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Into Space, a game I have been working on
Not sure if this is the right forum, but I would like to post this somewhere.

The past month or so I have been working on a game engine for retro 2D games, in order to easily create this new game I have been working on, which uses Tilengine.
I have to say, the experience is extremely fun, and this is a great way to learn C++ even with the lack of documentation for Tilengine (which upped the challenge, but it taught me a lot more than if there was more documentation).
I don't really have much beyond a demo that scrolls through a scene and plays music, but it took a lot to get there, and I basically made my own system from scratch for handling objects, layers, cameras, etc.
The best part of this project is that it uses LUA for a scripting system so you can create the game without having to compile the engine ever again, and it makes it extremely easy for anyone to make their own retro 2D game, because it abstracts everything to a level where you don't have to worry about anything besides making the game.

This engine though, is really rough around the edges, there is still a lot to implement and clean up, and things I need to work on to make it usable, which is why I wont be releasing any of the builds for it yet, but I would love to eventually do that and even possibly make it open source similar to Tilengine, but that is still a long ways off.

Here is a picture of the game so far (all pixel art created by me and a friend):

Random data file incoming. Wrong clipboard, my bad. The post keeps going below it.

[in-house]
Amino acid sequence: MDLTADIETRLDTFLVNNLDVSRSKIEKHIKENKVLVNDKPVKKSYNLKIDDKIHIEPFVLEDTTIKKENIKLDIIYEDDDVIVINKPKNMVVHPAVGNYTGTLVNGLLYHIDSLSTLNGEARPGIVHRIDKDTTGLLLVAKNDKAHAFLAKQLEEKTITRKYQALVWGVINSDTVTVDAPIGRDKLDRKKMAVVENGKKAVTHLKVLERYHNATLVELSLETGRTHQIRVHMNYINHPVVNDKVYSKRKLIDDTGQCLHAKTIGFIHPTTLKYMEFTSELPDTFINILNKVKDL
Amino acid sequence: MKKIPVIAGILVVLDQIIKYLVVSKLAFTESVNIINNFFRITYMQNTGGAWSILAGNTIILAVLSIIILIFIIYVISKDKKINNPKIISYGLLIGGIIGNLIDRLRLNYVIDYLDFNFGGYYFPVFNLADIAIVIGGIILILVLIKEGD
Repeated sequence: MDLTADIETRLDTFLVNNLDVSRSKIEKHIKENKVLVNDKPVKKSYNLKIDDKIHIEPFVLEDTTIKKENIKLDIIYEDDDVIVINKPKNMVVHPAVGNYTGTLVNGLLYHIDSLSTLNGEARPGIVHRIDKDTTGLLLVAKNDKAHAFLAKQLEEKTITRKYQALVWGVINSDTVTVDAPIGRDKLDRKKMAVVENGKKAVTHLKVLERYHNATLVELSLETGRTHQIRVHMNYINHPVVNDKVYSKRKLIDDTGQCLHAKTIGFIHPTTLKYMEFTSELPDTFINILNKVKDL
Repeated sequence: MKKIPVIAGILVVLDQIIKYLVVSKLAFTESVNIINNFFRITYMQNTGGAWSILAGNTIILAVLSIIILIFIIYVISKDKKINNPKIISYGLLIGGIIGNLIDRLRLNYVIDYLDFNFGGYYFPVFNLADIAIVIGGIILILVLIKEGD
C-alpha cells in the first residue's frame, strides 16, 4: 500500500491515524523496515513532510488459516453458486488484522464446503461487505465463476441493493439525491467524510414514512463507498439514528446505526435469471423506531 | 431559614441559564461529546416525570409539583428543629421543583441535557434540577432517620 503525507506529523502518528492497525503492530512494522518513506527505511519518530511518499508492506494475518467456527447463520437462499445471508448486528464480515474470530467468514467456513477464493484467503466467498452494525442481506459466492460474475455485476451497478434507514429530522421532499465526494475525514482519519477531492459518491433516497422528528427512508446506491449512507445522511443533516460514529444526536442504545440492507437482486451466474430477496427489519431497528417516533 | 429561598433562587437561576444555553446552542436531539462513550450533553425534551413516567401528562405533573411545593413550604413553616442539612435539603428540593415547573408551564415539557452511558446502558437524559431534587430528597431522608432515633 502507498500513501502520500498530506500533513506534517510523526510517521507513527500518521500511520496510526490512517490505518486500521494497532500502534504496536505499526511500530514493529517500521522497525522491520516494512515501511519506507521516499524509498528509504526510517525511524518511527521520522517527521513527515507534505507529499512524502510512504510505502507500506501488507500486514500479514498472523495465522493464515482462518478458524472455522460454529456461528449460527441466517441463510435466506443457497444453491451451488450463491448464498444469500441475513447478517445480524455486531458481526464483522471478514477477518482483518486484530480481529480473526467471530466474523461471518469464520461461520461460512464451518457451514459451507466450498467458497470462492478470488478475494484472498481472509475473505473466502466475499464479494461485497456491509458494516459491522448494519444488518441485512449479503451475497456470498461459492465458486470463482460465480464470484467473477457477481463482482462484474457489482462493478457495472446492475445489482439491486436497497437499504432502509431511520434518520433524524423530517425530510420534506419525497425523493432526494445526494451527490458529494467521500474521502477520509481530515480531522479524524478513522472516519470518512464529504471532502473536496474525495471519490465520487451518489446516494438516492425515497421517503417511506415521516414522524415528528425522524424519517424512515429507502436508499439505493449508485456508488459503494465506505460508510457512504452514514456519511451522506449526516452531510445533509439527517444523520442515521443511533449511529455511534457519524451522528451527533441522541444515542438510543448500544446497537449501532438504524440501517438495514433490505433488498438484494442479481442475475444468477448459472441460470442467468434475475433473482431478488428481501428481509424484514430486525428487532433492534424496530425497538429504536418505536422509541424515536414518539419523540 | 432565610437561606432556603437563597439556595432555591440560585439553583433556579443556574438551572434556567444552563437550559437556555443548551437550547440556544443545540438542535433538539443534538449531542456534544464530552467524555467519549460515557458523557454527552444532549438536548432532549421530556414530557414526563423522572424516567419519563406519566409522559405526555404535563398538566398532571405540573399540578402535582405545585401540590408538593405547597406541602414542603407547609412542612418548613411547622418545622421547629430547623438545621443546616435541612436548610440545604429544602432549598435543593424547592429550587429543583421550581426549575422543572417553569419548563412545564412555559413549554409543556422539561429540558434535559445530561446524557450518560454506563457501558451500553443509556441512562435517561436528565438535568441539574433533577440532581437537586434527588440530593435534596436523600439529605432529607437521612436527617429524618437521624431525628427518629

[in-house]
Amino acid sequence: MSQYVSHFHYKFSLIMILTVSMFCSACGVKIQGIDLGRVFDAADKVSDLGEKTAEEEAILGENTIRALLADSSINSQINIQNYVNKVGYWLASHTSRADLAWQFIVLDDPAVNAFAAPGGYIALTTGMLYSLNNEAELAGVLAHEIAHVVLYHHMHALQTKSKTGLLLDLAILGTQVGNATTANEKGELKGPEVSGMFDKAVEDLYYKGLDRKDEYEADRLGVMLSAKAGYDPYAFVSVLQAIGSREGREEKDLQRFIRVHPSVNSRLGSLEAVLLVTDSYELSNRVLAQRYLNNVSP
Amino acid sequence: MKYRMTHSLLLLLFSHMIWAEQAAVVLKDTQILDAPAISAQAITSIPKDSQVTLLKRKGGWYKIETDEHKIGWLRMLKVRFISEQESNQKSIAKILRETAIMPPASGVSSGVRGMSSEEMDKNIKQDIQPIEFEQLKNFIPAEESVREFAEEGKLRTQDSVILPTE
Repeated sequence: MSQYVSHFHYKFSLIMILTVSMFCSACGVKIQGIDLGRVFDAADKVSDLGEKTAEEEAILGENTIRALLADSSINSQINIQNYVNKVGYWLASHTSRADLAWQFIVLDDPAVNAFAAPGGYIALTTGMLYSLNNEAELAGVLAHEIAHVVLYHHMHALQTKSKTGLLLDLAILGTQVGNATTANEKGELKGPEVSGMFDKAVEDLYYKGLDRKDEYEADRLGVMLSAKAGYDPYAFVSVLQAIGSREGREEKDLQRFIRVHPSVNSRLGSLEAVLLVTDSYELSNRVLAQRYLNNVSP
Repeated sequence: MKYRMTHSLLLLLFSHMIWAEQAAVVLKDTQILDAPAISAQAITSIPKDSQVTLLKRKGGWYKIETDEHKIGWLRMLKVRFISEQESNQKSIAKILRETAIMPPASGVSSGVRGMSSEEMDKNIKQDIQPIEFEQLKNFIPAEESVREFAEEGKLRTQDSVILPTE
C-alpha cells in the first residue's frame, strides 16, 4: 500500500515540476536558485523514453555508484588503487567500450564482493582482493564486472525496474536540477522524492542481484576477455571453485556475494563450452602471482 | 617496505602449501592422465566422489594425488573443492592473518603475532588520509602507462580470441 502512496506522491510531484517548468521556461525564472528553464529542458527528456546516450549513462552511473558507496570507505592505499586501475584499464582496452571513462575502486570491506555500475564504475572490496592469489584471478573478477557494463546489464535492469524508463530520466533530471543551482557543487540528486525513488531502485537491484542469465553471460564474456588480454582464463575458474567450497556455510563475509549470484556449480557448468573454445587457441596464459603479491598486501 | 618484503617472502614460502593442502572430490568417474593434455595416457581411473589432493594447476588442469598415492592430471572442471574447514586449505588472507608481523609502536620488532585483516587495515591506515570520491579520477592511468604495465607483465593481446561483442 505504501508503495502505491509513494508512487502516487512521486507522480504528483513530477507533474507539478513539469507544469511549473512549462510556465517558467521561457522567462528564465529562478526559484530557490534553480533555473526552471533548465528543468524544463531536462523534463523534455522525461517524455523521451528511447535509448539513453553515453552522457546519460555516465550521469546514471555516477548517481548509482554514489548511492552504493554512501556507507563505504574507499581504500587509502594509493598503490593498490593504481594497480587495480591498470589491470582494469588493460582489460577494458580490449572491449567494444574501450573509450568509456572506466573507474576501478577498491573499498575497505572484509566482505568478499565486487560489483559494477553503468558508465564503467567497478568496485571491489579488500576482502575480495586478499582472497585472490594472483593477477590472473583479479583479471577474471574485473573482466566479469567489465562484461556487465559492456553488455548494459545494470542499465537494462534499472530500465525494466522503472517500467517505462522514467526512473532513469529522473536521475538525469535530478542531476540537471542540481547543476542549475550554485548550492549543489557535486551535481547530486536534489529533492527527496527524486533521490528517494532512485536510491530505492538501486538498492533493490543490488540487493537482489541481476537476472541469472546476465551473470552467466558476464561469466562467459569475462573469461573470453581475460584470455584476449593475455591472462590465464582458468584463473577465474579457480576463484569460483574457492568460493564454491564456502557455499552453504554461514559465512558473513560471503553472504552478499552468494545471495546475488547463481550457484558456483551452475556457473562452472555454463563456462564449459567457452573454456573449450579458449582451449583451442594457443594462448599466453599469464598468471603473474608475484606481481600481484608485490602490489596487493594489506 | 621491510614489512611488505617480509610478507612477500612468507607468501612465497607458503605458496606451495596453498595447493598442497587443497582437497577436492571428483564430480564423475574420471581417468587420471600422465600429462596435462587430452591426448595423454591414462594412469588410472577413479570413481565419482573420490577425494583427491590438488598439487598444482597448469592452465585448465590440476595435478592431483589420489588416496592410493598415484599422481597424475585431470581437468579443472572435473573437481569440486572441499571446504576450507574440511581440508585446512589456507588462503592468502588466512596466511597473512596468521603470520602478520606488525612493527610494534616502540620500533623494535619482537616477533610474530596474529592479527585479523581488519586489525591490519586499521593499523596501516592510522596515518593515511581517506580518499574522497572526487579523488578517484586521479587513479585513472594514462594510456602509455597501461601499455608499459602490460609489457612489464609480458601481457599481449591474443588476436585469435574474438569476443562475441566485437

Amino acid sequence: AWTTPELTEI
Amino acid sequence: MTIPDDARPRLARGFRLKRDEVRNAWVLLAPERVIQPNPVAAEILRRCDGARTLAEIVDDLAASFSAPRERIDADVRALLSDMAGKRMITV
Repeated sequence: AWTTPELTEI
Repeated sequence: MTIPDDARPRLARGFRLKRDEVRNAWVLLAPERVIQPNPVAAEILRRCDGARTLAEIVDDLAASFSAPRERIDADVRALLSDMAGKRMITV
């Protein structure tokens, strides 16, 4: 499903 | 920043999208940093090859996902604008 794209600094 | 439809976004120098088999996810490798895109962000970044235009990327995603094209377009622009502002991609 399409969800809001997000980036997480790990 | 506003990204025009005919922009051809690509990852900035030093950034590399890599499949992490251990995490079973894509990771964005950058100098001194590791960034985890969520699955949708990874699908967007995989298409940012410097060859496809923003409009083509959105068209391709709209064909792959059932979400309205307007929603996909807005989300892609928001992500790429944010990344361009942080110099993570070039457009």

Here is the LUA code it took to make that happen (not using Tilengine LUA bindings):
function startup ()
     -- Play theme song (looped by default)
     playMusic("theme", "game_theme.ogg")

     -- Add image as background layer on X: 0 Y: 0 that is immovable
     addImage("logo", "menu_logo.png", 0, 0, "immovable")

     -- Add image on background layer on X: 0 Y: 0 Distance: 0 (Moves with foreground)
     addImage("ground", "menu_ground.png", 0, 0, 0)

     -- Add image on background layer on X: 0 Y: 0 Distance: 8 (Moves slowly with background)
     addImage("water", "menu_water.png", 0, 0, 8)

     addImage("sand", "menu_sand.png", 0, 0, 10)

     addImage("grass", "menu_grass.png", 0, 0, 12)

     addImage("mountains", "menu_mountains.png", 0, 0, 14)

     addImage("mountainsBG", "menu_mountainsbg.png", 0, 0, 16)

     addImage("moonBG", "menu_moon.png", 0, 0, "immovable")

     addImage("starsBG", "menu_starsbg.png", 0, 0, 500)

     addImage("spaceBG", "menu_spacebg.png", 0, 0, 1000)


function update ()



I already have this running on a Raspberry Pi, and I plan on adding other features like integration with some sprite editors, as well as integration with a LUA IDE.